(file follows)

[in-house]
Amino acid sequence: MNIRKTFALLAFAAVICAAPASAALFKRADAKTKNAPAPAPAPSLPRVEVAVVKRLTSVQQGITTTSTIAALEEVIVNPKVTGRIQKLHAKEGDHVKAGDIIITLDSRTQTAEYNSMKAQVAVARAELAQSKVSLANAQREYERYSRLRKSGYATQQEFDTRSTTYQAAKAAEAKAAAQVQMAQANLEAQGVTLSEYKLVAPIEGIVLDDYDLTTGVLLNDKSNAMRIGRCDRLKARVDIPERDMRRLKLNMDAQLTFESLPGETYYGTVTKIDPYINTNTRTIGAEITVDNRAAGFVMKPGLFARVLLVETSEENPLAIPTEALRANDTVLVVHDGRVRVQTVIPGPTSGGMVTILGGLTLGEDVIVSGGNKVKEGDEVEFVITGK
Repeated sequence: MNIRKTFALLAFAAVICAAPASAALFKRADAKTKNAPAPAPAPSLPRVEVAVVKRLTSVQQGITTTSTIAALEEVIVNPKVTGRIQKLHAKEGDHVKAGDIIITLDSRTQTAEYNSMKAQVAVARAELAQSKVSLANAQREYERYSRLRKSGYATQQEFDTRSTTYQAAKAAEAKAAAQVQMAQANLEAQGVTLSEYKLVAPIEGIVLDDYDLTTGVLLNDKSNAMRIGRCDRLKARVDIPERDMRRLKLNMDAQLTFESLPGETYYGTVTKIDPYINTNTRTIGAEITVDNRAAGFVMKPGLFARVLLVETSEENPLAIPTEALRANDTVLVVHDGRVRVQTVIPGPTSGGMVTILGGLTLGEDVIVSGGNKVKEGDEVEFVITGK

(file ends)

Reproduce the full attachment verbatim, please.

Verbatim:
[in-house]
Amino acid sequence: MNIRKTFALLAFAAVICAAPASAALFKRADAKTKNAPAPAPAPSLPRVEVAVVKRLTSVQQGITTTSTIAALEEVIVNPKVTGRIQKLHAKEGDHVKAGDIIITLDSRTQTAEYNSMKAQVAVARAELAQSKVSLANAQREYERYSRLRKSGYATQQEFDTRSTTYQAAKAAEAKAAAQVQMAQANLEAQGVTLSEYKLVAPIEGIVLDDYDLTTGVLLNDKSNAMRIGRCDRLKARVDIPERDMRRLKLNMDAQLTFESLPGETYYGTVTKIDPYINTNTRTIGAEITVDNRAAGFVMKPGLFARVLLVETSEENPLAIPTEALRANDTVLVVHDGRVRVQTVIPGPTSGGMVTILGGLTLGEDVIVSGGNKVKEGDEVEFVITGK
Repeated sequence: MNIRKTFALLAFAAVICAAPASAALFKRADAKTKNAPAPAPAPSLPRVEVAVVKRLTSVQQGITTTSTIAALEEVIVNPKVTGRIQKLHAKEGDHVKAGDIIITLDSRTQTAEYNSMKAQVAVARAELAQSKVSLANAQREYERYSRLRKSGYATQQEFDTRSTTYQAAKAAEAKAAAQVQMAQANLEAQGVTLSEYKLVAPIEGIVLDDYDLTTGVLLNDKSNAMRIGRCDRLKARVDIPERDMRRLKLNMDAQLTFESLPGETYYGTVTKIDPYINTNTRTIGAEITVDNRAAGFVMKPGLFARVLLVETSEENPLAIPTEALRANDTVLVVHDGRVRVQTVIPGPTSGGMVTILGGLTLGEDVIVSGGNKVKEGDEVEFVITGK